Thanks to the internet, we have infinite information at our fingertips. Unfortunately, not all of it is correct. Sure, people were misleading others long before the world wide web, but it’s hard to argue against the fact that it happens online everyday. Pet ownership is one such topic that gets endless clicks and shares, so it’s important to get it right every time. There are loads of misconceptions circulating out there about pet behavior, but not on our watch! Join us as we debunk the top 10 pet myths.
Myth #1: Cats always land on their feet. They are amazingly acrobatic animals fully equipped with a highly flexible spine and a “righting reflex” located inside the ears. This helps them correct their positioning in a fall to increase the odds of landing on their feet. A poor landing can definitely land a cat in the ER for broken bones and more.
Myth #2: Cats prefer their own company. Just because they can hunt alone (not in packs, like canine ancestors), and sleep in solitary conditions, doesn’t mean cats don’t have profound social needs. Don’t make the mistake of allowing your cat to spend an inordinate amount of time all by himself.
Myth #3: Cats hate water. They did evolve in the desert, but that doesn’t mean all felines detest water. Many breeds, like Maine Coons, can swim and loads of pet cats have been found hanging around the sink or bathtub. Keep in mind that a sudden fixation with water can be connected to an underlying condition, however, so always pay attention to your pet’s behavior.
Myth #4: Cats don’t need wellness visits. One of the most unfortunate pet myths, this is absolutely false. Cats not only require routine veterinary care, but they benefit from exams, disease prevention, lab work, nutritional consultations, and early detection of illness.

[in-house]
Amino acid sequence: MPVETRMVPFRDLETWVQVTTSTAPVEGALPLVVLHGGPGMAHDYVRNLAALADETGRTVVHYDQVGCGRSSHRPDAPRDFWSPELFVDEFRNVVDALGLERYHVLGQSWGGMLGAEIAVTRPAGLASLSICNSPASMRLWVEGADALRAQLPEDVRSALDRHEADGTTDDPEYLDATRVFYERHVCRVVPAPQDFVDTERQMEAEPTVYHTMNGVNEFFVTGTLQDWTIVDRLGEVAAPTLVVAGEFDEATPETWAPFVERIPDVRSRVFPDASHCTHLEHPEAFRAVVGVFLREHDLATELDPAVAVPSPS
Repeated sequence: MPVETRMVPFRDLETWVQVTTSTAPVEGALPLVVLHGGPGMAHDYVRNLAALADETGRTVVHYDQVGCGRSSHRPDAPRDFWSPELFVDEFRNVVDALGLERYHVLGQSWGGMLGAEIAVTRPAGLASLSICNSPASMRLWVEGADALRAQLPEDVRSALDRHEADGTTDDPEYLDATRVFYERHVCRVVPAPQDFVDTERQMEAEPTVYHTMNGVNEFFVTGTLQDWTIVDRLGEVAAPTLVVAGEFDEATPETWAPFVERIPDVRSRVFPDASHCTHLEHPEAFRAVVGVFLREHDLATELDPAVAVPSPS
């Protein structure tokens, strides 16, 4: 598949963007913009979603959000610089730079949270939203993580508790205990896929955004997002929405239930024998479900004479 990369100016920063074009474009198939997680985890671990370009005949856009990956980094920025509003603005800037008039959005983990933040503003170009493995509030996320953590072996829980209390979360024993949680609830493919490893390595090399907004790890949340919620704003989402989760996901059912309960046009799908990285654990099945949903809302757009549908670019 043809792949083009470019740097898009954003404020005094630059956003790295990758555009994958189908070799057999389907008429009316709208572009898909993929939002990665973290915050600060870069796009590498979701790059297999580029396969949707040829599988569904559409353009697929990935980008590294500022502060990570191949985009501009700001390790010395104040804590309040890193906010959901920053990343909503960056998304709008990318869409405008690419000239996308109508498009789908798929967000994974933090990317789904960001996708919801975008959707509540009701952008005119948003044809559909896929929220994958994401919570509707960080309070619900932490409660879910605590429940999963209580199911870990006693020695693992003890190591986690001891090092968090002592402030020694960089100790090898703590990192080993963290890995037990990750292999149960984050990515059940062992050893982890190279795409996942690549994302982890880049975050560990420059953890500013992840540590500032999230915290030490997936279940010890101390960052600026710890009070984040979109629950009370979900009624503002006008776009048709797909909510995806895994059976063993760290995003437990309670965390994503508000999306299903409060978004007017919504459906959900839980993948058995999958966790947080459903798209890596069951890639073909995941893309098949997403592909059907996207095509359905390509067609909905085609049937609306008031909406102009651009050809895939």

Myth #5: Cats can’t learn tricks. Nope! Cats can learn all sorts of things, from leash training to agility. You can even toilet train them!
Myth #6: Some dogs are hypoallergenic. Some dogs shed less, and in turn, unleash less dander into their environment. Most human allergies to dogs, however, are linked to a protein found in the saliva and urine that sticks to the fur.
Myth #7: All dogs are colorblind. They may not experience the same visual color spectrum that humans do, but they can see gradations of blue, yellow, and green.
Myth #8: Dogs don’t need parasite prevention in the winter. Between the weather and the hardy life cycles of parasites like fleas and ticks, parasite prevention remains a year-round priority.
Myth #9: A dry nose is a bad sign. Indeed, a wet nose is widely accepted as a sign of robust health. But a dry nose doesn’t necessarily indicate the opposite. If your dog ever displays a dry, chapped nose, it could be worthwhile to question their hydration levels. But if they are otherwise behaving normally, a dry nose doesn’t signal illness.
Myth #10: Dogs are 7 times their chronological age. This isn’t entirely false, but it’s one of those pet myths that deserves some fine tuning. It depends on the breed, their lifestyles, and medical history. Large dogs tend to have shorter lifespans than small breeds. We’ll be happy to tell you how old your dog is next time they come in!